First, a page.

This is not merely a renovation of what existed. The result is something brand new. We stripped the house’s interior down to its bare structure, with its defining elements allowing us to reinvent the layout completely and incorporate modern elements. The Limousine briefcase is a great example of this re-invention: it is a demonstration of our skills as trunk makers, an homage to our curved Limousine trunk and a functional yet bold design in the way it contours to your legs when you use it. It is an object of restrained and tranquil elegance. Tradition in movement! It appeals to people who are independent in their tastes and choices and not influenced by fads, but looking for beautifully made objects.
Ramesh: You are said to have spent a huge amount of time in your first months at MOYNAT researching the DNA of the brand, going through its extensive archives but also scouring internet and luxury and antique markets trying to track down long lost models of MOYNAT’s trunks and designs. What has been your your greatest find, and is there an item in particular that still eludes you?
The greatest find was in assembling the story of the brand itself. There was no single “most-fantastic” find because each piece had its own fascinating history, and so each one contributed to the bigger story of MOYNAT. It was like a treasure hunt, or solving a puzzle. That said, we are still looking for some of the more eccentric pieces that we saw in the old MOYNAT catalogues, like the trunk in green crocodile that belonged to Gabrielle Réjane and was used in one of her stage productions, or the trunk that was fitted to the side of an automobile and contained a tent that unfolded to become a traveling house.
Vintage Moynat Trunks
Henri Rapin who was the Artistic Director of MOYNAT throughout the Art Deco period, heavily transformed and influenced MOYNAT, allowing MOYNAT to win several gold, silver and bronze medals and of course the Diplôme d’Honneur at the Exposition Internationale des Arts Décoratifs et Industriels, , particularly thanks to his ‘red morocco leather trunk, thus defining MOYNAT as the leading French trunk maker ‘par excellence’. What part in particular Rapin’s work and artistic direction and influence did you both feel would be imperative to carry through to the next generation of MOYNAT collections?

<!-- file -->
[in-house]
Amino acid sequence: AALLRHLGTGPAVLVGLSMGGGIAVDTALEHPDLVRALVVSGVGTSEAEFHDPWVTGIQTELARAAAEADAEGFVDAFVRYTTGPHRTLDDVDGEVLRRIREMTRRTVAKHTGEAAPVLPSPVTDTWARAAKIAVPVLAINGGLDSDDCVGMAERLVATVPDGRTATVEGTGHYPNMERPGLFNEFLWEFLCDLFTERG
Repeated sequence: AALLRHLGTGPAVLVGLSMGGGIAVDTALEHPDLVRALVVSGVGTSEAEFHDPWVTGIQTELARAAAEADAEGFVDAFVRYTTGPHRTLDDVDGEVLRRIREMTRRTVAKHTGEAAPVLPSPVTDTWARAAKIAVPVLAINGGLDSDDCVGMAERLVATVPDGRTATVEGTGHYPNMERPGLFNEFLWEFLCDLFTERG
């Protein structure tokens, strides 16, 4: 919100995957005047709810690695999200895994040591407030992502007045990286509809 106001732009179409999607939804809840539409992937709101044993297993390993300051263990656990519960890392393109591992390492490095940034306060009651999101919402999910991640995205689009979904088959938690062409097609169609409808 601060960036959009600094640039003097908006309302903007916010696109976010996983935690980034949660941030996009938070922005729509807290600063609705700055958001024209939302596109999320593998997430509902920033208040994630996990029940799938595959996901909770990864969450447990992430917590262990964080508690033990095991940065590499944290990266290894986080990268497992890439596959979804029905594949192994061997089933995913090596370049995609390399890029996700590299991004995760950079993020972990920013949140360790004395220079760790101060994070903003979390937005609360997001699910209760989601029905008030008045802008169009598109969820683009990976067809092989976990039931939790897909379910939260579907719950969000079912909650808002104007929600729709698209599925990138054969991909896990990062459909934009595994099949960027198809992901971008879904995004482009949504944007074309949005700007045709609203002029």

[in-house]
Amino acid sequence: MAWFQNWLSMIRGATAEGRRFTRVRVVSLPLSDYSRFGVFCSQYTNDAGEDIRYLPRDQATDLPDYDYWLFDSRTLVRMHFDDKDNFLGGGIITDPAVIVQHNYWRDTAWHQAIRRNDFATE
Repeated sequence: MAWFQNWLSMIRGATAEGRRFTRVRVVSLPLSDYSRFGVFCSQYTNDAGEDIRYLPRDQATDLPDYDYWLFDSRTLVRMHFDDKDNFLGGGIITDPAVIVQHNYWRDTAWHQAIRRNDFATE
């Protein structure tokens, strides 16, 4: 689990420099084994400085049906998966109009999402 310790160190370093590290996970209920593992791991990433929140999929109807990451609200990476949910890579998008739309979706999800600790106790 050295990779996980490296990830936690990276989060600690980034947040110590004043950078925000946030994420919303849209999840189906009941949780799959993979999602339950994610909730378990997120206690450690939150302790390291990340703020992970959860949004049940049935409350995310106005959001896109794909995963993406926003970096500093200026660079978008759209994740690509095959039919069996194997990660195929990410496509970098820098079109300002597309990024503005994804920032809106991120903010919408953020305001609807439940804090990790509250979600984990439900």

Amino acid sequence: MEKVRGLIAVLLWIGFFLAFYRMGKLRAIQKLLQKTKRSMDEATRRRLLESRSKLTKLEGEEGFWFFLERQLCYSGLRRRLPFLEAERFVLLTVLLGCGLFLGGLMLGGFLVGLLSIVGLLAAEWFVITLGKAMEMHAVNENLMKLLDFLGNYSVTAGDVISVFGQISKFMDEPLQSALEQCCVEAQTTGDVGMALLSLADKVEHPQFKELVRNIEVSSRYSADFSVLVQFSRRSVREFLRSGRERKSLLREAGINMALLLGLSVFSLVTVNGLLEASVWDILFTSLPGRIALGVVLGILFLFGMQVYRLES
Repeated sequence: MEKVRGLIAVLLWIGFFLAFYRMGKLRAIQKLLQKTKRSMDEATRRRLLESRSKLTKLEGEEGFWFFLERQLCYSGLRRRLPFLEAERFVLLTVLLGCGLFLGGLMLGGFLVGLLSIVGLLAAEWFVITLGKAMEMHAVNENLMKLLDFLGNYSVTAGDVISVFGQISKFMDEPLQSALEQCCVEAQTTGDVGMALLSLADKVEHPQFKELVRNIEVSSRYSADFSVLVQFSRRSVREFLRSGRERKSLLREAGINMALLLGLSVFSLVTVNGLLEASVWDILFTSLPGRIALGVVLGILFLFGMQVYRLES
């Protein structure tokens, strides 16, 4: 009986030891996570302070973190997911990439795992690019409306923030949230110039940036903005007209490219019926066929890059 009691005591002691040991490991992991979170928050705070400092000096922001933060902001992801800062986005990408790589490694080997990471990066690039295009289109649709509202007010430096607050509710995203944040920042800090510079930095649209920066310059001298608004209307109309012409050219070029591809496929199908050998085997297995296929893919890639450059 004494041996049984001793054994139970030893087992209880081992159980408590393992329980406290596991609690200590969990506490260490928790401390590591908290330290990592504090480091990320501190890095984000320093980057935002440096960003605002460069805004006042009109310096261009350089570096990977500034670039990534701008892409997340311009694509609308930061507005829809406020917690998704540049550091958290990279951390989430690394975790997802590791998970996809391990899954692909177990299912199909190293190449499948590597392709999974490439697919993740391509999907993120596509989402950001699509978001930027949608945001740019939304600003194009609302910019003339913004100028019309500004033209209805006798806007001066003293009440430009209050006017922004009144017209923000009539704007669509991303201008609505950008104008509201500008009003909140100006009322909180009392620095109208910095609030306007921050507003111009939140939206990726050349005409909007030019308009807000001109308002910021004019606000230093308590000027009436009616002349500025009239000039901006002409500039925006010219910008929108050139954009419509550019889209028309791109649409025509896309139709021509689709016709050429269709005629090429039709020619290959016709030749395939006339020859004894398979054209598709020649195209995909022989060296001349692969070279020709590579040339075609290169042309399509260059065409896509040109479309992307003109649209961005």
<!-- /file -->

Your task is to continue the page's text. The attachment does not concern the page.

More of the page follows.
The idea of working with an artist like Henri Rapin was very innovative at the start of the 20th century. Rapin worked with MOYNAT during the Art Deco period, which was a very interesting creative era, and is echoed in the design and architecture of the store. There is a strong Bauhaus influence, which was of course coherent with the way MOYNAT married design with engineering, form with function. That tradition is imperative for us to continue in the shapes we create and the functional details we incorporate. In terms of specific elements, the original “toile initiale” with the repeating ‘M’ was originally designed by Rapin, and we have evolved and updated it, and continue to use it today.
A MOYNAT Trunk & the MOYNAT QUATTRO in MONAT's Initial Canvas
Ramesh you were heavily inspired by the automobile trunks and designs from the past creating a strong bond with MOYNAT's heritage but how much of Ramesh Nair would you say is in this collection and which design in particular do you feel represents you best? Do you have a particular favorite?
We are not creating the brand from nothing, so I work within a framework. The objective is to create the right fit between the history of the brand and my design ideas and philosophy. Just like the trunks, which worked by following the contours of the car, I work to create a fit between myself and MOYNAT. As for my favorite, it is difficult for me to choose just one. The audacity of the Quattro and the proportions of the Pauline Haut make them very special.
Guillaume what is your favorite from the collection and why?